It should come as no surprise that people are moved to action only when tragedy strikes.
Such is the case with Merck, a company that for years lived in a cocoon of complacency. Yes, this was a much admired company that had a right to boast of its research and marketing muscle. As it often happens, inertia set in and it became easier to go with the status quo rather than seek continuous improvement. The latter, of course, requires being honest with yourself
Now, following the Vioxx debacle, Merck seems to have woken up. It is taking steps that should have been taken in any case. What I'm suggesting, of course, is that Merck had problems wholly unrelated to Vioxx that needed fixing.
Witness the latest article in Business Week, wherein CEO Richard Clark confesses to the inertia noted above. Here is just one quote from that article:
"Clark had watched the company degenerate into a collection of fiefdoms more focused on advancing their own agendas than on getting the right drugs to patients."
Once in charge, Clark had to figure out how to get the Company back on track. The key to that challenge and "to revitalize drug development [was the] need to get Merck's 60,000 employees--scientists, regulatory staff, and salespeople--to work together."
So here are the key tactics Merck is using to achieve this goal of collaboration:
- blast open deeply blocked channels of communication;
- place people in teams defined by therapeutic fields such as cancer and diabetes;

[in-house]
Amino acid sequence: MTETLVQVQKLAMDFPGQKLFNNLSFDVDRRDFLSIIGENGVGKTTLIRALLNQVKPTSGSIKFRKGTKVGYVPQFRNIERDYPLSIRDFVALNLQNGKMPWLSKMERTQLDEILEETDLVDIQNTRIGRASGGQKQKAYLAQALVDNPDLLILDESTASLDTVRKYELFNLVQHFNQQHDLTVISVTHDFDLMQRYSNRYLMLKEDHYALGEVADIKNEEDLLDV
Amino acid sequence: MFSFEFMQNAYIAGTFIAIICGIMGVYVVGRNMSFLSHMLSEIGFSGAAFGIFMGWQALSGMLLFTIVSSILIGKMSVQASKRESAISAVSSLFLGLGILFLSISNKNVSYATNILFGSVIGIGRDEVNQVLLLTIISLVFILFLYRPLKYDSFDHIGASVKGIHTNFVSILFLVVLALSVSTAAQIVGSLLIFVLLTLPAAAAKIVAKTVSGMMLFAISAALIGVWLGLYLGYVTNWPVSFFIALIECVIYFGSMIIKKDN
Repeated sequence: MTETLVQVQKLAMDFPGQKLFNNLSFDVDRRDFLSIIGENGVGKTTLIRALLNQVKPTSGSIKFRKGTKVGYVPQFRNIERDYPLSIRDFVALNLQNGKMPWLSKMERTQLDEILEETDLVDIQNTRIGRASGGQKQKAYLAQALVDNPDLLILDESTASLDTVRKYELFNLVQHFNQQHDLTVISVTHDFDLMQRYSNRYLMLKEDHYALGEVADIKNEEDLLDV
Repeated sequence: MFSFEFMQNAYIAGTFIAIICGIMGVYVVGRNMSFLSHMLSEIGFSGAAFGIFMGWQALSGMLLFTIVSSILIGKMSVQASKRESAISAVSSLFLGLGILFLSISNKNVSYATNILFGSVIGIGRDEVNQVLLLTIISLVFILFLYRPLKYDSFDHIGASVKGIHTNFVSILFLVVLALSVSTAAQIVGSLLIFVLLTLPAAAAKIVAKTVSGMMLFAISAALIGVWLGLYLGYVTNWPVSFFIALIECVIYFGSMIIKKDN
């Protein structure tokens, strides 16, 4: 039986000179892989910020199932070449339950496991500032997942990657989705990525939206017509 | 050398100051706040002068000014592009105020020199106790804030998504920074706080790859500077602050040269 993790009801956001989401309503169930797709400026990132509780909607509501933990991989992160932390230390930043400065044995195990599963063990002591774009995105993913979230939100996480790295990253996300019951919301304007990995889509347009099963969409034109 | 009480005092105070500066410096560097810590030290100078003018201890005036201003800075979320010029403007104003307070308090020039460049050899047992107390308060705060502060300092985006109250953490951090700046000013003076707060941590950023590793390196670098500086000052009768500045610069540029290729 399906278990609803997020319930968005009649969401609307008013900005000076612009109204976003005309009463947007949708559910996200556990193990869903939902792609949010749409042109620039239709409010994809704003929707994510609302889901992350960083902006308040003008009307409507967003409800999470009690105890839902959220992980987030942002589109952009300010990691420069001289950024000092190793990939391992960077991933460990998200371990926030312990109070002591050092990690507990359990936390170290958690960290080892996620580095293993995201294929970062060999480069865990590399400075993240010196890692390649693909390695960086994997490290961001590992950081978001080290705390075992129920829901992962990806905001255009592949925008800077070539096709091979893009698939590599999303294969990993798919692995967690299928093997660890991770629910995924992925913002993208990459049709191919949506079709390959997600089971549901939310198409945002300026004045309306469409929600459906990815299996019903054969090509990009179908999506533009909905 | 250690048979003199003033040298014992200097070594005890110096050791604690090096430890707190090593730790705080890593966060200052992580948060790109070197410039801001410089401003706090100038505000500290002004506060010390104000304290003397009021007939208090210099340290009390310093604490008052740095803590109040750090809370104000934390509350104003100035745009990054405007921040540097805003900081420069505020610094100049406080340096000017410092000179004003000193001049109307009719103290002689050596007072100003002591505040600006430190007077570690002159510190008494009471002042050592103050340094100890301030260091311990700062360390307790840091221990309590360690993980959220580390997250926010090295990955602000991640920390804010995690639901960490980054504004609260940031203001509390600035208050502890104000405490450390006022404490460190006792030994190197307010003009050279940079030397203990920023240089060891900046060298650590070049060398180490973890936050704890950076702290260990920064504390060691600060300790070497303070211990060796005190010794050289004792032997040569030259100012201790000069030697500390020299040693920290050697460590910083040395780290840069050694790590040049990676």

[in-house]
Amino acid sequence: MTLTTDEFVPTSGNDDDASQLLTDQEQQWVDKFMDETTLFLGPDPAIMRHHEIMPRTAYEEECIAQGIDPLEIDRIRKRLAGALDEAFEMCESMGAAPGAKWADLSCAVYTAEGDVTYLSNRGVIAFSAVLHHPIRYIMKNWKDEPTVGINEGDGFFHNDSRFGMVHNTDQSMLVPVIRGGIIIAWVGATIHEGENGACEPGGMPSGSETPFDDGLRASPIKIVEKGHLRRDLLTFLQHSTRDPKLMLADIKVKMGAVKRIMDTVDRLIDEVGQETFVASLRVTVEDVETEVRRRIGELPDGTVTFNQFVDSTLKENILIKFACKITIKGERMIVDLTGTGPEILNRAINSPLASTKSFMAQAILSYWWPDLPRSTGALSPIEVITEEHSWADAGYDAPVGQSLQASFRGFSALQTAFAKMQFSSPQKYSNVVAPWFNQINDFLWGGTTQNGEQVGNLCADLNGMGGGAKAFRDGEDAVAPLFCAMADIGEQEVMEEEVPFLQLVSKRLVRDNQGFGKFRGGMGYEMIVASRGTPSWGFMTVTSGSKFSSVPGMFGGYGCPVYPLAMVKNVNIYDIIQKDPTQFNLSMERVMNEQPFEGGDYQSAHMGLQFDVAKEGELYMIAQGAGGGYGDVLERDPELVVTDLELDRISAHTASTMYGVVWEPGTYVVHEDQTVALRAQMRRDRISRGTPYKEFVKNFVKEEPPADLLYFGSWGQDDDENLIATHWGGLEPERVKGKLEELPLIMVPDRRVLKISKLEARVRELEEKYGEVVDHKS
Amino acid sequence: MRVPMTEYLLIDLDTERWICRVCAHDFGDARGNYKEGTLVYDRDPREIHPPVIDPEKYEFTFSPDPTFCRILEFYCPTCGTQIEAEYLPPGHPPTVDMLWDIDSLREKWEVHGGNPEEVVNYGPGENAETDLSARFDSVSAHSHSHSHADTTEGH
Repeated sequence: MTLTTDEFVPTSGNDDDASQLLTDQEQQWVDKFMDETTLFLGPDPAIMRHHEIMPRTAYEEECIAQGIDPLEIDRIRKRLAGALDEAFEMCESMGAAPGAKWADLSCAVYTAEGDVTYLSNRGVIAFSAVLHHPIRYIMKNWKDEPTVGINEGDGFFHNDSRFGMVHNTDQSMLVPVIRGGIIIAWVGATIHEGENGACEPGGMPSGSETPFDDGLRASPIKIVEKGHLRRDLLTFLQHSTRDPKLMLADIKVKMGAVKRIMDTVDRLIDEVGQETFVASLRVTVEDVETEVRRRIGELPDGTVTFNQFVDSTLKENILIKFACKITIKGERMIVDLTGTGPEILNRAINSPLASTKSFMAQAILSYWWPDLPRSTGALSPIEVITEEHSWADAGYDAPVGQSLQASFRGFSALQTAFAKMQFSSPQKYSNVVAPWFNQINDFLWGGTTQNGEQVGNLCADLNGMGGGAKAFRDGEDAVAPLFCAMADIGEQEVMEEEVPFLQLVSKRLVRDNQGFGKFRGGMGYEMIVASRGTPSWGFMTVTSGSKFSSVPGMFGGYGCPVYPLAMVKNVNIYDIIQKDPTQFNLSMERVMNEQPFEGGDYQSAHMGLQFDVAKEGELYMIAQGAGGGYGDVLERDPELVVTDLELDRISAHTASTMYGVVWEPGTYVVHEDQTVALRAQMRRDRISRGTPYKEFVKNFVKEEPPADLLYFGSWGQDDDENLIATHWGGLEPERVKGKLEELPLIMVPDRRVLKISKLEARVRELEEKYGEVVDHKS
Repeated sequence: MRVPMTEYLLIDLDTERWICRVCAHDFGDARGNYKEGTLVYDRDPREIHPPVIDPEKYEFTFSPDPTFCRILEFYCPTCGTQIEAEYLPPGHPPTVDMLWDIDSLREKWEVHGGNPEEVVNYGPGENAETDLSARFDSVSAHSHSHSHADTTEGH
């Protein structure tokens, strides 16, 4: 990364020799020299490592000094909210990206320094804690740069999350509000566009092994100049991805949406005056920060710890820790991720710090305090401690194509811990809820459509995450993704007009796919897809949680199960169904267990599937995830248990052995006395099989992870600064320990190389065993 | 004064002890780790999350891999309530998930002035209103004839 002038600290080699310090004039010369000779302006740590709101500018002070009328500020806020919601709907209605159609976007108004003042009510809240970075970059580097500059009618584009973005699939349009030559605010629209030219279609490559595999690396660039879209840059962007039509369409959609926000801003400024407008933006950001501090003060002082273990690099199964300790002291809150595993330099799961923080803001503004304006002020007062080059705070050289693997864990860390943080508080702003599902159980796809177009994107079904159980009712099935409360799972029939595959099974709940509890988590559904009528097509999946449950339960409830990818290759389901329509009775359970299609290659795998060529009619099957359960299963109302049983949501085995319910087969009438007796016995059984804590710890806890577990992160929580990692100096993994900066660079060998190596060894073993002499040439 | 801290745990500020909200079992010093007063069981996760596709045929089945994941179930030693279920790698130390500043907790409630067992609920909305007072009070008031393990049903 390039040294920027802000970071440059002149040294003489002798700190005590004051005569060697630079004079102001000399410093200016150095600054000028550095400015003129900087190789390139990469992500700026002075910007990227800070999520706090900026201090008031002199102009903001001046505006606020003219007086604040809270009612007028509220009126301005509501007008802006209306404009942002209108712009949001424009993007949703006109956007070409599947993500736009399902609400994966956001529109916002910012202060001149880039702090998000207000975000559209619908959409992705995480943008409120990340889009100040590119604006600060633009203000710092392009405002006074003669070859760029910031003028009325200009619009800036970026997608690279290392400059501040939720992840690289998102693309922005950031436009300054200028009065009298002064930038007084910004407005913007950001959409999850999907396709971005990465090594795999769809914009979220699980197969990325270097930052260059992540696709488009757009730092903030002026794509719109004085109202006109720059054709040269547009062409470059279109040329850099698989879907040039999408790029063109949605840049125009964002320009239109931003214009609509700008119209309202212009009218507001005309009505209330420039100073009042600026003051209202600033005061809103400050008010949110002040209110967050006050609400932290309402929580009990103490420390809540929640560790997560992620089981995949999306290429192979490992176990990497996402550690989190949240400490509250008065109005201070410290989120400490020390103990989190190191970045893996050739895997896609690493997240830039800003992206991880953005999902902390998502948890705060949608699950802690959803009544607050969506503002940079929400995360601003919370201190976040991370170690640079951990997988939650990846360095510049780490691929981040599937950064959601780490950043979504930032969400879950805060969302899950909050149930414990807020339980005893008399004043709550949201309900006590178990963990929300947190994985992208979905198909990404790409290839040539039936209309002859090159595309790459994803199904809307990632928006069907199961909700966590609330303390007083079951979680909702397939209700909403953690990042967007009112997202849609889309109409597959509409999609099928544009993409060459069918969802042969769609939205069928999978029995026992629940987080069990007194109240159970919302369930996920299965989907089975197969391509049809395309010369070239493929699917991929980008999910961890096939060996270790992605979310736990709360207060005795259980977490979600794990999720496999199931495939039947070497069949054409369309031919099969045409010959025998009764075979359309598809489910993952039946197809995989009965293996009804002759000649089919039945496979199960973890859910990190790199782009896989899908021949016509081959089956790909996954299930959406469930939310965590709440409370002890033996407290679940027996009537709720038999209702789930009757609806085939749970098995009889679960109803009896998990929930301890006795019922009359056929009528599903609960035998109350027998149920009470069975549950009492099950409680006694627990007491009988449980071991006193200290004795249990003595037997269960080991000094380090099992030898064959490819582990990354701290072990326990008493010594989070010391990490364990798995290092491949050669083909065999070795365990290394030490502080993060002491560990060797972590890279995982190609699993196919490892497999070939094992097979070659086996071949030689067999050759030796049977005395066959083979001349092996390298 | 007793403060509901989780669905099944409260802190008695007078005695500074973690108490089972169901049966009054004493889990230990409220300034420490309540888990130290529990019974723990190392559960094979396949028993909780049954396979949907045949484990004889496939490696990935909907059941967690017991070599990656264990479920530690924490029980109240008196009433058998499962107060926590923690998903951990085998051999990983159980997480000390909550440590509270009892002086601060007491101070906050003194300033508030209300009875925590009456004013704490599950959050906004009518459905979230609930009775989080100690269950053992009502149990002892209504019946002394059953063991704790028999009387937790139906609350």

- encourage the teams to huddle with doctors, patients, and insurers;
- bring disparate voices together from Day One
In some ways, these points seem simplistic and trite. They are not. This is because as with any 12 step rehabilitation program, admitting that you have a problem is the most critical first step to recovery. Then, once you admit that you have the problem, you need an easily comprehensible strategy to fix it. The strategy needs to be simple and address the root causes of your disease. After that, as with anything else, the devil is in the details.
Here then are is the entire closing paragraph from the Business Week article:
"While Clark is encouraged by the results of his changes so far, he's still haunted by the culture of complacency that left companies like his stuck in an innovation rut. "If you ever feel comfortable that your model is the right model, you end up where the industry is today," he says. "It's always going to be continuous improvement. We will never declare victory.""
And speaking of continuous improvement, there is still the issue that is near and dear to my heart: How to get the business and IT people on the same page. That, however, will be the subject of another post.